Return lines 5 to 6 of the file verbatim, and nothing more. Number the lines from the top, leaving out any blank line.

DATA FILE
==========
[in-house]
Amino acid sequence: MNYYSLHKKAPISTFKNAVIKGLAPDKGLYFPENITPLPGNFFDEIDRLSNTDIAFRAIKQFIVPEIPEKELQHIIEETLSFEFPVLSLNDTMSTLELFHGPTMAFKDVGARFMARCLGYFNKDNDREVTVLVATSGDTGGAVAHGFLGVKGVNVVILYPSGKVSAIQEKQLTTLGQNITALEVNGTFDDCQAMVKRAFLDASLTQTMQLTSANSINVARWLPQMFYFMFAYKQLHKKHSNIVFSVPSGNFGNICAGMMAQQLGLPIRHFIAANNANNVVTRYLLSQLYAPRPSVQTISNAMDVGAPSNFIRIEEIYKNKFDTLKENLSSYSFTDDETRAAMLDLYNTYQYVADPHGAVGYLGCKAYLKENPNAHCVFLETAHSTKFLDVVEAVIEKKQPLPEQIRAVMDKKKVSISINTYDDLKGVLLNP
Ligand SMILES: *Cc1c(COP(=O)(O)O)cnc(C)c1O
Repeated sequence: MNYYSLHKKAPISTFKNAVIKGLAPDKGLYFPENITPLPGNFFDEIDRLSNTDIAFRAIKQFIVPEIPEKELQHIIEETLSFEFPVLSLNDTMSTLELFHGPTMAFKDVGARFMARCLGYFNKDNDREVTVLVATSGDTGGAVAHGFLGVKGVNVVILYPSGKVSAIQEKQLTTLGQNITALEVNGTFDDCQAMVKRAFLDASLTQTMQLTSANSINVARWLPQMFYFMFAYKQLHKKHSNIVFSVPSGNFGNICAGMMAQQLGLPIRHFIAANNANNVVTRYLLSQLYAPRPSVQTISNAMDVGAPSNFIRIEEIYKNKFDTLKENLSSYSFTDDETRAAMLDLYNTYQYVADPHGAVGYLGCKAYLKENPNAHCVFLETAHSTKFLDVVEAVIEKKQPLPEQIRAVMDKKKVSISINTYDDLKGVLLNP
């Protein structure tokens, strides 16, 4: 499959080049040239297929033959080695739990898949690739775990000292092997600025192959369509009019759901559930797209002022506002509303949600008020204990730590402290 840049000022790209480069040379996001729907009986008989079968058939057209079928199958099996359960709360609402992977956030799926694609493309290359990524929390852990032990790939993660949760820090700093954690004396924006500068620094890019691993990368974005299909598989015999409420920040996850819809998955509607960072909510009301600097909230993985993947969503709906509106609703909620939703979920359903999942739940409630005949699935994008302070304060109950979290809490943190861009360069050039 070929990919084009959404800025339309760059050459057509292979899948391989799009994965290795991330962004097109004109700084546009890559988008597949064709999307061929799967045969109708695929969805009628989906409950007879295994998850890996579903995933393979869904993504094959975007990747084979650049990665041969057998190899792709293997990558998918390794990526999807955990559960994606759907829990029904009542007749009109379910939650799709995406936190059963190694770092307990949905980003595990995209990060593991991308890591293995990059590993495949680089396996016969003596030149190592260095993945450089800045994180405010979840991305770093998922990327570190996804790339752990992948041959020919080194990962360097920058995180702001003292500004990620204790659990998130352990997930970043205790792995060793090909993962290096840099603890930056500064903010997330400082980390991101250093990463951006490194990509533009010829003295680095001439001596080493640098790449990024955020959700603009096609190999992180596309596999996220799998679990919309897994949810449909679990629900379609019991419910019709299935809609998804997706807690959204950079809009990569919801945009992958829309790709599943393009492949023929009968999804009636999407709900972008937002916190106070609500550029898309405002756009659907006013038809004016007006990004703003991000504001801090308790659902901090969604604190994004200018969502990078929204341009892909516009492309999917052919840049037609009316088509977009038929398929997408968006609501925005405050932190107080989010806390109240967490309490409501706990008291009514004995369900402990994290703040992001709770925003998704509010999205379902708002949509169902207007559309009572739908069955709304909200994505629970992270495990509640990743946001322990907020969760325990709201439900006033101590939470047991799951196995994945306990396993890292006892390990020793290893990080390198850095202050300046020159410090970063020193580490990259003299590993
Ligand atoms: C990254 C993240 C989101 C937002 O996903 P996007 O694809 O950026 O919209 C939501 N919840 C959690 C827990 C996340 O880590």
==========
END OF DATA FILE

């Protein structure tokens, strides 16, 4: 499959080049040239297929033959080695739990898949690739775990000292092997600025192959369509009019759901559930797209002022506002509303949600008020204990730590402290 840049000022790209480069040379996001729907009986008989079968058939057209079928199958099996359960709360609402992977956030799926694609493309290359990524929390852990032990790939993660949760820090700093954690004396924006500068620094890019691993990368974005299909598989015999409420920040996850819809998955509607960072909510009301600097909230993985993947969503709906509106609703909620939703979920359903999942739940409630005949699935994008302070304060109950979290809490943190861009360069050039 070929990919084009959404800025339309760059050459057509292979899948391989799009994965290795991330962004097109004109700084546009890559988008597949064709999307061929799967045969109708695929969805009628989906409950007879295994998850890996579903995933393979869904993504094959975007990747084979650049990665041969057998190899792709293997990558998918390794990526999807955990559960994606759907829990029904009542007749009109379910939650799709995406936190059963190694770092307990949905980003595990995209990060593991991308890591293995990059590993495949680089396996016969003596030149190592260095993945450089800045994180405010979840991305770093998922990327570190996804790339752990992948041959020919080194990962360097920058995180702001003292500004990620204790659990998130352990997930970043205790792995060793090909993962290096840099603890930056500064903010997330400082980390991101250093990463951006490194990509533009010829003295680095001439001596080493640098790449990024955020959700603009096609190999992180596309596999996220799998679990919309897994949810449909679990629900379609019991419910019709299935809609998804997706807690959204950079809009990569919801945009992958829309790709599943393009492949023929009968999804009636999407709900972008937002916190106070609500550029898309405002756009659907006013038809004016007006990004703003991000504001801090308790659902901090969604604190994004200018969502990078929204341009892909516009492309999917052919840049037609009316088509977009038929398929997408968006609501925005405050932190107080989010806390109240967490309490409501706990008291009514004995369900402990994290703040992001709770925003998704509010999205379902708002949509169902207007559309009572739908069955709304909200994505629970992270495990509640990743946001322990907020969760325990709201439900006033101590939470047991799951196995994945306990396993890292006892390990020793290893990080390198850095202050300046020159410090970063020193580490990259003299590993
Ligand atoms: C990254 C993240 C989101 C937002 O996903 P996007 O694809 O950026 O919209 C939501 N919840 C959690 C827990 C996340 O880590």